by Marie Briner
While criminal law and family law address the needs of society in very different ways, the two practice areas increasingly interact with varying consequences for the parties.
Criminal law is designed to identify and punish wrongdoers for past behavior. Family law uses past behavior to show how litigants and their families can operate more productively in the future.
Because the criminal courts can incarcerate or otherwise punish defendants, there are many more legal safeguards there than in family court. Those include having to prove guilt beyond a reasonable doubt, the absolute right to a jury trial, the presumption of innocence, the right to counsel, constitutional protections against unreasonable searches and seizures, and the Fifth Amendment protections against self-incrimination.
Family law cases adhere to a lesser standard, preponderance of the evidence. Parties are not entitled to counsel at all, and most family law matters are heard before a judge. While litigants cannot be sent to prison for bad parenting unless that behavior violates criminal law, access to children can be denied or restricted based on what is in their best interest—a finding that is undefined and frequently varies from one court to the next.
Certain crimes can become central elements in a family law case, such as domestic violence, child sexual abuse, interference with a child custody order, or child kidnapping. Other severe problems may lead to criminal acts that adversely affect the family—substance abuse, mental illness, and driving while intoxicated. DWI can be both a personal issue that affects a family (for example, if children are in the car when the DWI takes place) and a crime.
The litigants in family law cases may allege criminal misconduct by the opposing party. Without solid evidence, though, the finder of fact may have no basis to believe the allegation. But a guilty verdict in criminal court will go a long way to rebut claims by a party that he or she is without blame.
While family court judges do their best to make decisions fairly, they often operate at a disadvantage. A family law litigant cannot fully defend himself in family court if he has a pending criminal case that has not been litigated in the criminal courts. In this instance, the judge will not know all of the facts. Perhaps the litigant will eventually be found not guilty, but that may not happen for years. The judge has to proceed knowing that the person is accused of the crime and make a decision about what is best for the child even when the criminal case has not been proven.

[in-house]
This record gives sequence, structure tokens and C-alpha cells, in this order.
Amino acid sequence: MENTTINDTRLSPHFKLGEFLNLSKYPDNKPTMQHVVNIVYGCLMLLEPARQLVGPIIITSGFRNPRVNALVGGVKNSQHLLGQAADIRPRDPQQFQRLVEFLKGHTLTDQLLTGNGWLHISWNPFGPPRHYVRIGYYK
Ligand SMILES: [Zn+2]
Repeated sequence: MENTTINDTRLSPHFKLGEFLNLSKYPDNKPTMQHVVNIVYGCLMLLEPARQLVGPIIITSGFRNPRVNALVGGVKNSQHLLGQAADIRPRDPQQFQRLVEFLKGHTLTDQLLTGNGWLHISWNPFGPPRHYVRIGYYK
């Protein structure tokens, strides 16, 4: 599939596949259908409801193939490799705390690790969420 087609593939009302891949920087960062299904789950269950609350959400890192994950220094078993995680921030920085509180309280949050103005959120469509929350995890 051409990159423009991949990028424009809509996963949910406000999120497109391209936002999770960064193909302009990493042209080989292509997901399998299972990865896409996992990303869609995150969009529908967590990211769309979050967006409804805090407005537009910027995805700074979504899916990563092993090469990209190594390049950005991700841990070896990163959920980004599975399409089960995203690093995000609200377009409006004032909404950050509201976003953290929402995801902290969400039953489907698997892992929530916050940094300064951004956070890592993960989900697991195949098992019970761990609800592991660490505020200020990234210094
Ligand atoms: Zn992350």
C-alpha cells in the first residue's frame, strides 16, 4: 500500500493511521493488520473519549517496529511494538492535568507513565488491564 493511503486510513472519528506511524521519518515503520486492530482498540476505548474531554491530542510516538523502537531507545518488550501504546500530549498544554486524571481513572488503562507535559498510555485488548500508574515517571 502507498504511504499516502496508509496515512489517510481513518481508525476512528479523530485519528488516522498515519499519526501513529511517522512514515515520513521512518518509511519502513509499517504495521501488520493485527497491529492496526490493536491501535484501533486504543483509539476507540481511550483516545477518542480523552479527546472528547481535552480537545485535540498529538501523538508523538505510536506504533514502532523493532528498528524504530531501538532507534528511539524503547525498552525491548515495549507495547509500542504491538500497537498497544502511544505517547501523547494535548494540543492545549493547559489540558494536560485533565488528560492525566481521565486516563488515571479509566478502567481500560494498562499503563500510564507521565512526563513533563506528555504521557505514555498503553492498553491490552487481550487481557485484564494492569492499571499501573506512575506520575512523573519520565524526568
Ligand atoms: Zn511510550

Because these cases can be exceedingly complex, family law attorneys are often reluctant to take family cases with contemporaneous criminal cases. There can be a great deal of confusion over the issuance of orders that conflict. For instance, does the client follow a protective order issued by a criminal court which restrains him from contacting his ex or a co-parenting schedule approved by the family court that allows such contact?
Then there is the problem of access to family funds by a criminal defendant. When a criminal case and a marital dissolution case are being litigated simultaneously, conflict arises when the divorcing party/criminal defendant tries to take money from the marital estate to pay for his defense.
The battle lines are drawn even more sharply when the spouse or the children have been the victims of that crime. In this instance, two basic rights stand in opposition to each other. On the criminal side, the defendant has the right to engage his counsel of choice, in hopes of securing zealous representation and a fair trial. In family law, the division of community assets is basic to marital dissolution. Should the funds be available for this divorce process or used in the criminal defense of one of the parties?
While criminal law and family law often interact and collide, lawyers and the courts in Texas attempt to administer justice in a way that minimizes the amount of collateral damage. Sometimes we are successful, others not.
Marie Briner is a partner in the family law firm of Atkins O’Toole & Briner.. She can be reached at email@example.com.